Battle Creek's mayor asks residents to wear masks and to stay home when possible after testing positive for COVID-19.

The surge of COVID-19 cases continues throughout West Michigan and even Battle Creek Mayor Mark Behnke is not immune. Spectrum Health is the largest hospital network in the region, consisting of 14 hospitals in West and Southwest Michigan and those hospitals are nearing capacity for COVID-19 patients. A spokesperson noted in a media briefing on Wednesday, November 11 that they expect to reach patient capacity in a matter of days. 

News of Mayor Behnke's diagnosis became public following Tuesday night's virtual City Commission meeting when Vice-Mayor Sherry Sofia announced his diagnosis. Not surprisingly, Mayor Behnke is still staying on top of things even while recuperating at home while also remaining reachable to city residents. He says that he began experiencing COVID-19 symptoms on Election Day after coming in contact with someone who had tested positive the week before. He also has some advice for residents of Battle Creek;

Follow the recommendations of the CDC. This is a serious illness. My entire body ached for close to three days. Getting the test took three days too. The Medical Centers are very busy. We will get through this situation together. Please stay home if you can. Wear your mask. Clearly, we have witnessed a very large number of cases during the last few weeks. ~Battle Creek Mayor Mark A. Behnke

The Centers For Disease Control and Prevention makes the following recommendations

  • Know how it spreads:
    COVID-19 spreads easily from person to person, mainly by the following routes:
    Between people who are in close contact with one another (within 6 feet).
    Through respiratory droplets produced when an infected person coughs, sneezes, breathes, sings, or talks.
  • Respiratory droplets cause infection when they are inhaled or deposited on mucous membranes, such as those that line the inside of the nose and mouth.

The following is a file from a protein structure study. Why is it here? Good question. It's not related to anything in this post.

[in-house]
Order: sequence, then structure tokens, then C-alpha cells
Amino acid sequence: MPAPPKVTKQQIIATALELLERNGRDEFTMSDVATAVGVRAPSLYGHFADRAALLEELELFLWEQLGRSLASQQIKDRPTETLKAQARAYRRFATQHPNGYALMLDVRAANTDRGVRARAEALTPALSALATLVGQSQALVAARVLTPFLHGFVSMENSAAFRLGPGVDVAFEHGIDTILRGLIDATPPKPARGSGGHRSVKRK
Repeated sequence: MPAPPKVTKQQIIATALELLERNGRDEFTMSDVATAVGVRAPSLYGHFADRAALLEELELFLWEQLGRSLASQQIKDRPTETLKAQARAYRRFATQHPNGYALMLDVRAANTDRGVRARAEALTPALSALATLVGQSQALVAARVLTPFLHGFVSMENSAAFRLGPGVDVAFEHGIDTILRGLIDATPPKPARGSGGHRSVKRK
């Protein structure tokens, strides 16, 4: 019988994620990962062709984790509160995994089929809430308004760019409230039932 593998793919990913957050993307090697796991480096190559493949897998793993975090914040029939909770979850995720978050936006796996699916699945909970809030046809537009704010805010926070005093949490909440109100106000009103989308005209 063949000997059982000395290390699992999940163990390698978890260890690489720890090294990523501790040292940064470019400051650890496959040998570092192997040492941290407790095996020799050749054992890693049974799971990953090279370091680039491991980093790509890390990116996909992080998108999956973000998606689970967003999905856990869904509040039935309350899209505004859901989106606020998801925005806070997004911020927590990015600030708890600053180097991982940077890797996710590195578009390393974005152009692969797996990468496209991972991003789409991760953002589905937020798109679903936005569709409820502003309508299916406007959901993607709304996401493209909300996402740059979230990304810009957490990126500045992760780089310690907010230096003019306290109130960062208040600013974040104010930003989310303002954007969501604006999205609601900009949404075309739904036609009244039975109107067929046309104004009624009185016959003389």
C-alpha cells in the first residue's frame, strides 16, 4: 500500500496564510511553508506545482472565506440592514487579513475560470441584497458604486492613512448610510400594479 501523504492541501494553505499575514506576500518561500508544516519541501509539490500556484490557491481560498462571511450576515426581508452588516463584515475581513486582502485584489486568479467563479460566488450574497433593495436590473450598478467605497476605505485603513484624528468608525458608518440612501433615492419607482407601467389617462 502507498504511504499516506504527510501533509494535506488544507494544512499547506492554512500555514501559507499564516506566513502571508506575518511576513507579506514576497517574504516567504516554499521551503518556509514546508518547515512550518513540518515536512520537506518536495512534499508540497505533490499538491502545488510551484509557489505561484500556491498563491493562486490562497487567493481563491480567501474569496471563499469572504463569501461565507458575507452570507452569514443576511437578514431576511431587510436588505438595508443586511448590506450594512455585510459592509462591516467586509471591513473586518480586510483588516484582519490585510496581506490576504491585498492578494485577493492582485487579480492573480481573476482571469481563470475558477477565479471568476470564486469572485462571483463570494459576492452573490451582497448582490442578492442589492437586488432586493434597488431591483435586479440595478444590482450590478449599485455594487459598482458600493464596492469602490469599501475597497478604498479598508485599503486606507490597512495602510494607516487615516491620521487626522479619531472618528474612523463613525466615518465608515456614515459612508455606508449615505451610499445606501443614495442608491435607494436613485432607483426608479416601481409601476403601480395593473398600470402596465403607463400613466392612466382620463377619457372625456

People who are infected but do not have symptoms can also spread the virus to others.

Wash your hands often:

  • Wash your hands often with soap and water for at least 20 seconds especially after you have been in a public place, or after blowing your nose, coughing, or sneezing.
  • It’s especially important to wash: Before eating or preparing food, Before touching your face, After using the restroom, After leaving a public place, After blowing your nose, coughing, or sneezing, After handling your mask, After changing a diaper, After caring for someone sick, After touching animals or pets, If soap and water are not readily available, use a hand sanitizer that contains at least 60% alcohol. Cover all surfaces of your hands and rub them together until they feel dry. Avoid touching your eyes, nose, and mouth with unwashed hands.

Avoid close contact:

  • When inside your home avoid close contact with people who are sick. If possible, maintain 6 feet between the person who is sick and other household members.
  • Outside your home put 6 feet of distance between yourself and people who don’t live in your household. Remember that some people without symptoms may be able to spread the virus. Stay at least 6 feet (about 2 arms’ length) from other people. Keeping distance from others is especially important for people who are at higher risk of getting very sick.

Cover your mouth and nose with a mask when around others:

  • You could spread COVID-19 to others even if you do not feel sick. The mask is meant to protect other people in case you are infected. Everyone should wear a mask in public settings and when around people who don’t live in your household, especially when other social distancing measures are difficult to maintain. Masks should not be placed on young children under age 2, anyone who has trouble breathing, or is unconscious, incapacitated, or otherwise unable to remove the mask without assistance. Do NOT use a mask meant for a healthcare worker. Currently, surgical masks and N95 respirators are critical supplies that should be reserved for healthcare workers and other first responders. Continue to keep about 6 feet between yourself and others. The mask is not a substitute for social distancing.

Cover coughs and sneezes:

  • Always cover your mouth and nose with a tissue when you cough or sneeze or use the inside of your elbow and do not spit. Throw used tissues in the trash. Immediately wash your hands with soap and water for at least 20 seconds. If soap and water are not readily available, clean your hands with a hand sanitizer that contains at least 60% alcohol.

Clean and disinfect:

  • Clean AND disinfect frequently touched surfaces daily. This includes tables, doorknobs, light switches, countertops, handles, desks, phones, keyboards, toilets, faucets, and sinks. If surfaces are dirty, clean them. Use detergent or soap and water prior to disinfection. Then, use a household disinfectant. Most common EPA-registered household disinfectants will work.

Monitor Your Health Daily:

  • Be alert for symptoms. Watch for fever, cough, shortness of breath, or other symptoms of COVID-19. Especially important if you are running essential errands, going into the office or workplace, and in settings where it may be difficult to keep a physical distance of 6 feet. Take your temperature if symptoms develop. Don’t take your temperature within 30 minutes of exercising or after taking medications that could lower your temperature, like acetaminophen. Follow CDC guidance if symptoms develop.
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